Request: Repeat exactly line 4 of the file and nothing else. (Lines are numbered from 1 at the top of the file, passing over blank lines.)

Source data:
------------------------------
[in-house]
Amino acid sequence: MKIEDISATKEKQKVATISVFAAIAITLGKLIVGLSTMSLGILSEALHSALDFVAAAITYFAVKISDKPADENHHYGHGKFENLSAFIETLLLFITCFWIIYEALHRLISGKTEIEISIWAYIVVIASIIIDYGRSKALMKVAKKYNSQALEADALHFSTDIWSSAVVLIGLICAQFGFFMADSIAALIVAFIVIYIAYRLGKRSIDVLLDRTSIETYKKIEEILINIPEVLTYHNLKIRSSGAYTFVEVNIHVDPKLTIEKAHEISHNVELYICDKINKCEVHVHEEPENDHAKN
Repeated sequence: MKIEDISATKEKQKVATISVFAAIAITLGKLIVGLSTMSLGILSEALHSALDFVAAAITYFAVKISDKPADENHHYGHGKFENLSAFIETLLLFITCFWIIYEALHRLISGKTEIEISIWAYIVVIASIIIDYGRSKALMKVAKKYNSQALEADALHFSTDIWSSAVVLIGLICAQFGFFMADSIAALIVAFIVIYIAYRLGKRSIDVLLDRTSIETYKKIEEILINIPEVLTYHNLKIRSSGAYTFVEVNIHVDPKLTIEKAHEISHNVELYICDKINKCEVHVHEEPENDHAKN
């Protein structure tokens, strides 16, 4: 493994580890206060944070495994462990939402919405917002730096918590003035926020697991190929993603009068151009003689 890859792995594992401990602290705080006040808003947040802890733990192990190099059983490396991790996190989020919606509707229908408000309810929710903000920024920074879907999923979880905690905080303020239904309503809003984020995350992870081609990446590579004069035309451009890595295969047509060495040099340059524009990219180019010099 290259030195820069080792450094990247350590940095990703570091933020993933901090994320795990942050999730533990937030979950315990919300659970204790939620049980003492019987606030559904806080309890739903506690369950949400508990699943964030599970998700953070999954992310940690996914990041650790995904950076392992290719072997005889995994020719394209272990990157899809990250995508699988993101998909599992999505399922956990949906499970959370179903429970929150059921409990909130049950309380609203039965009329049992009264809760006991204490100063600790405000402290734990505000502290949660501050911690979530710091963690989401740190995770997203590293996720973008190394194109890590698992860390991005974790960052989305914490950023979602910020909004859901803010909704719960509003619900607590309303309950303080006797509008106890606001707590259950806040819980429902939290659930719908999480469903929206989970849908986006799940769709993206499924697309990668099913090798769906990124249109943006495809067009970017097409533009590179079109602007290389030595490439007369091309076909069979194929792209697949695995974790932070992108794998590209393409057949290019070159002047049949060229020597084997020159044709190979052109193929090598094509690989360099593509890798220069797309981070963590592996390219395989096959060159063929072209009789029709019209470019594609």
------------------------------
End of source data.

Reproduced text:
């Protein structure tokens, strides 16, 4: 493994580890206060944070495994462990939402919405917002730096918590003035926020697991190929993603009068151009003689 890859792995594992401990602290705080006040808003947040802890733990192990190099059983490396991790996190989020919606509707229908408000309810929710903000920024920074879907999923979880905690905080303020239904309503809003984020995350992870081609990446590579004069035309451009890595295969047509060495040099340059524009990219180019010099 290259030195820069080792450094990247350590940095990703570091933020993933901090994320795990942050999730533990937030979950315990919300659970204790939620049980003492019987606030559904806080309890739903506690369950949400508990699943964030599970998700953070999954992310940690996914990041650790995904950076392992290719072997005889995994020719394209272990990157899809990250995508699988993101998909599992999505399922956990949906499970959370179903429970929150059921409990909130049950309380609203039965009329049992009264809760006991204490100063600790405000402290734990505000502290949660501050911690979530710091963690989401740190995770997203590293996720973008190394194109890590698992860390991005974790960052989305914490950023979602910020909004859901803010909704719960509003619900607590309303309950303080006797509008106890606001707590259950806040819980429902939290659930719908999480469903929206989970849908986006799940769709993206499924697309990668099913090798769906990124249109943006495809067009970017097409533009590179079109602007290389030595490439007369091309076909069979194929792209697949695995974790932070992108794998590209393409057949290019070159002047049949060229020597084997020159044709190979052109193929090598094509690989360099593509890798220069797309981070963590592996390219395989096959060159063929072209009789029709019209470019594609």